STEC (Nasdaq: STEC) seems to be in a state of flux. Right now, it's all about flash-based solid-state drives (SSD).

The company describes itself as an "enterprise-storage industry leader," which is very different from a commodity memory modules seller, which it was in Circuit City (NYSE: CC) and Wal-Mart (NYSE: WMT) a couple of years ago under the SimpleTech moniker.

The new enterprise storage focus rests almost entirely on SSD hopes, although the segment is still in its infancy. The SSD market could reach $10 billion by 2012, so it's no wonder STEC wants to be a leader.

Last night's earnings report showed $53 million in revenue, a year-over-year decrease of 28.7% from the $74 million last year. However, the number was $2 million above management guidance. Non-GAAP earnings numbers landed at the low end of the official forecast, at $0.07 per share.

In the earnings phone call, management sounded guardedly optimistic, and kept pushing the opportunities inherent in three recent major product launches, particularly the ZeusIOPS enterprise-sized SSD. That product produced all STEC's flash-drive sales this quarter, at $7 million, which is up from $5 million in the previous quarter.

STEC hopes to sell many more units as its customers qualify SSDs for production use. EMC (NYSE: EMC) has announced a networked storage system built around the Zeus drive, and it always helps to have respected friends involved in distribution.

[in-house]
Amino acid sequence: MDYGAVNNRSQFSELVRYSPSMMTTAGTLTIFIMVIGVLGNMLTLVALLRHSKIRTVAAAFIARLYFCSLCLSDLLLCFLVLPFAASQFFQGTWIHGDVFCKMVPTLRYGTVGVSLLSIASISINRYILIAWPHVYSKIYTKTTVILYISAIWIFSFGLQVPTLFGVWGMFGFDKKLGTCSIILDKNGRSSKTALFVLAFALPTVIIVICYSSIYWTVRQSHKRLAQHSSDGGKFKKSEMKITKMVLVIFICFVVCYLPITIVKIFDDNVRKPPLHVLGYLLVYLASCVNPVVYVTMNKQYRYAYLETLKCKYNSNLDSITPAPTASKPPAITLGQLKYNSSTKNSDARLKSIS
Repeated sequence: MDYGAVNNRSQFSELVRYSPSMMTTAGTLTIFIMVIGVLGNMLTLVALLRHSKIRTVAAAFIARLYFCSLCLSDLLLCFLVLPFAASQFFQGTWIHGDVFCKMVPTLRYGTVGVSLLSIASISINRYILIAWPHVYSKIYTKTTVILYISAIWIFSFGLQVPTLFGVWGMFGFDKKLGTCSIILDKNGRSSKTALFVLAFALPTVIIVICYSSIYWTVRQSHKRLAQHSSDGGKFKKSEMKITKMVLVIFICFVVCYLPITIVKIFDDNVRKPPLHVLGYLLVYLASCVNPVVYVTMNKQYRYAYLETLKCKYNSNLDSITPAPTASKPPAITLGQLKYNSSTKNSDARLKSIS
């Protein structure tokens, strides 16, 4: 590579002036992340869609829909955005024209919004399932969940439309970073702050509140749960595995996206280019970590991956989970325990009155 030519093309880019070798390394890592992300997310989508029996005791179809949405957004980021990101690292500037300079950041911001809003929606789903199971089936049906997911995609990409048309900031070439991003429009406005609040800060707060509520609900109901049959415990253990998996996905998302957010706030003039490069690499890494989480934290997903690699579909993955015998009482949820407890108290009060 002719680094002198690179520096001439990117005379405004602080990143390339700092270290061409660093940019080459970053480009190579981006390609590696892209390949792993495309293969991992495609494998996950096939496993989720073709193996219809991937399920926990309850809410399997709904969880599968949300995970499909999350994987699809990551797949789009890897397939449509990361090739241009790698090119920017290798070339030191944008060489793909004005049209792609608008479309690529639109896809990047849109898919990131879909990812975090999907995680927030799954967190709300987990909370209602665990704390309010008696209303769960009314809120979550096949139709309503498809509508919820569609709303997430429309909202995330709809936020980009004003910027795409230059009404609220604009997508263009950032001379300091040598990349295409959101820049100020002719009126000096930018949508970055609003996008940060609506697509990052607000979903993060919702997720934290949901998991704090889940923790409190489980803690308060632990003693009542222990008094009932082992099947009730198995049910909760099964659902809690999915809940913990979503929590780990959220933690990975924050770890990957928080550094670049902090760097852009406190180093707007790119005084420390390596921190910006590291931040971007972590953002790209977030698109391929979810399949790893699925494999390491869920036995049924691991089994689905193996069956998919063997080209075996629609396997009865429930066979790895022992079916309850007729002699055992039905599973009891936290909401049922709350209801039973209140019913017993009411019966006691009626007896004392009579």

So STEC believes that it is the market leader in this nascent field, aside from shipping traditional memory modules for inclusion in end-user systems from the likes of Hewlett-Packard (NYSE: HPQ). But it's a convoluted market: Micron (NYSE: MU) and SMART Modular Technologies (Nasdaq: SMOD) both buy memory from STEC -- and compete through their own lines of memory modules and SSD drives.

If $7 million in quarterly sales makes a market leader, perhaps it's best to stay out of the SSD race for a while, until it becomes more obvious who'll come out on top. Of course, STEC, Smart Modular, and Micron all have taken a beating in the market in the past year, so if you believe in their technology, none of the stocks are particularly expensive today.

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Fool contributor Anders Bylund holds no position in any companies discussed here. You can check out Anders' holdings if you like, and Foolish disclosure always knows when to board the bandwagon.